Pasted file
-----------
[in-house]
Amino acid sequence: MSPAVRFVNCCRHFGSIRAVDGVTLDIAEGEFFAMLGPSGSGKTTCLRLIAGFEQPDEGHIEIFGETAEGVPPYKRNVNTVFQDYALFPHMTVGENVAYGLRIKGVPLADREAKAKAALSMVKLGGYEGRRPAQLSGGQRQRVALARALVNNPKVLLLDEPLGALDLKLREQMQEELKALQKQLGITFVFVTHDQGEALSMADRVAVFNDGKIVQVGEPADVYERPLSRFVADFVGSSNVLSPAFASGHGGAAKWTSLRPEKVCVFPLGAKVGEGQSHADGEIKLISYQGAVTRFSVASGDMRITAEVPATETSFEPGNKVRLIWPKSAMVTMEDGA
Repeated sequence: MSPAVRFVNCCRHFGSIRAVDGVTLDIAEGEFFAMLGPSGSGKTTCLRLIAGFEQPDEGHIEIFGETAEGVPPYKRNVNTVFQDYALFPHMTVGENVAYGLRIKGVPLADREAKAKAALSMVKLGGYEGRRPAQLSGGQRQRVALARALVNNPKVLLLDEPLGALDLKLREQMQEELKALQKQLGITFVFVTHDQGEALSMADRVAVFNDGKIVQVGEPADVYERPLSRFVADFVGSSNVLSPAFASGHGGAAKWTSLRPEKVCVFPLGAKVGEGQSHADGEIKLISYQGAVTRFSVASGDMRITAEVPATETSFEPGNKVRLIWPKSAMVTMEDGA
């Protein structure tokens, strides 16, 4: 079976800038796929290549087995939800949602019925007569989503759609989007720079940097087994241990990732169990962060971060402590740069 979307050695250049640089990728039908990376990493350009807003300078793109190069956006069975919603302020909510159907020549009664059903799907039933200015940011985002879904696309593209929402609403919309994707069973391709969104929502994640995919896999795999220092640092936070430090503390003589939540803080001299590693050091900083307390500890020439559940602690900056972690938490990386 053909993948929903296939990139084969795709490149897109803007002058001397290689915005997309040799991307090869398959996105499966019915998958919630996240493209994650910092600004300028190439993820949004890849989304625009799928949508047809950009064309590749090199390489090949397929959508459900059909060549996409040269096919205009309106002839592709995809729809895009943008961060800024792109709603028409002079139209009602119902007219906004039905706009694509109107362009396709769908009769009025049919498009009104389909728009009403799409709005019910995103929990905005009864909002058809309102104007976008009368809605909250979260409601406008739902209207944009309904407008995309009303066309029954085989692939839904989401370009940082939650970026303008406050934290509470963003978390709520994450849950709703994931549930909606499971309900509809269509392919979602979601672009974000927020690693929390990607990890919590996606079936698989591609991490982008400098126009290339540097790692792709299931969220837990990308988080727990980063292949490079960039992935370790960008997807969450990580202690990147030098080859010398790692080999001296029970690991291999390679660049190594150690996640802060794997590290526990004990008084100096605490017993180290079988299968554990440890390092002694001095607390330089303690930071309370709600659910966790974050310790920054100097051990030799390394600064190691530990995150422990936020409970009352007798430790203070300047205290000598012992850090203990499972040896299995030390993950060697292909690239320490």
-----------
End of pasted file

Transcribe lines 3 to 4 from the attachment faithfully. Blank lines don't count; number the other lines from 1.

Repeated sequence: MSPAVRFVNCCRHFGSIRAVDGVTLDIAEGEFFAMLGPSGSGKTTCLRLIAGFEQPDEGHIEIFGETAEGVPPYKRNVNTVFQDYALFPHMTVGENVAYGLRIKGVPLADREAKAKAALSMVKLGGYEGRRPAQLSGGQRQRVALARALVNNPKVLLLDEPLGALDLKLREQMQEELKALQKQLGITFVFVTHDQGEALSMADRVAVFNDGKIVQVGEPADVYERPLSRFVADFVGSSNVLSPAFASGHGGAAKWTSLRPEKVCVFPLGAKVGEGQSHADGEIKLISYQGAVTRFSVASGDMRITAEVPATETSFEPGNKVRLIWPKSAMVTMEDGA
């Protein structure tokens, strides 16, 4: 079976800038796929290549087995939800949602019925007569989503759609989007720079940097087994241990990732169990962060971060402590740069 979307050695250049640089990728039908990376990493350009807003300078793109190069956006069975919603302020909510159907020549009664059903799907039933200015940011985002879904696309593209929402609403919309994707069973391709969104929502994640995919896999795999220092640092936070430090503390003589939540803080001299590693050091900083307390500890020439559940602690900056972690938490990386 053909993948929903296939990139084969795709490149897109803007002058001397290689915005997309040799991307090869398959996105499966019915998958919630996240493209994650910092600004300028190439993820949004890849989304625009799928949508047809950009064309590749090199390489090949397929959508459900059909060549996409040269096919205009309106002839592709995809729809895009943008961060800024792109709603028409002079139209009602119902007219906004039905706009694509109107362009396709769908009769009025049919498009009104389909728009009403799409709005019910995103929990905005009864909002058809309102104007976008009368809605909250979260409601406008739902209207944009309904407008995309009303066309029954085989692939839904989401370009940082939650970026303008406050934290509470963003978390709520994450849950709703994931549930909606499971309900509809269509392919979602979601672009974000927020690693929390990607990890919590996606079936698989591609991490982008400098126009290339540097790692792709299931969220837990990308988080727990980063292949490079960039992935370790960008997807969450990580202690990147030098080859010398790692080999001296029970690991291999390679660049190594150690996640802060794997590290526990004990008084100096605490017993180290079988299968554990440890390092002694001095607390330089303690930071309370709600659910966790974050310790920054100097051990030799390394600064190691530990995150422990936020409970009352007798430790203070300047205290000598012992850090203990499972040896299995030390993950060697292909690239320490």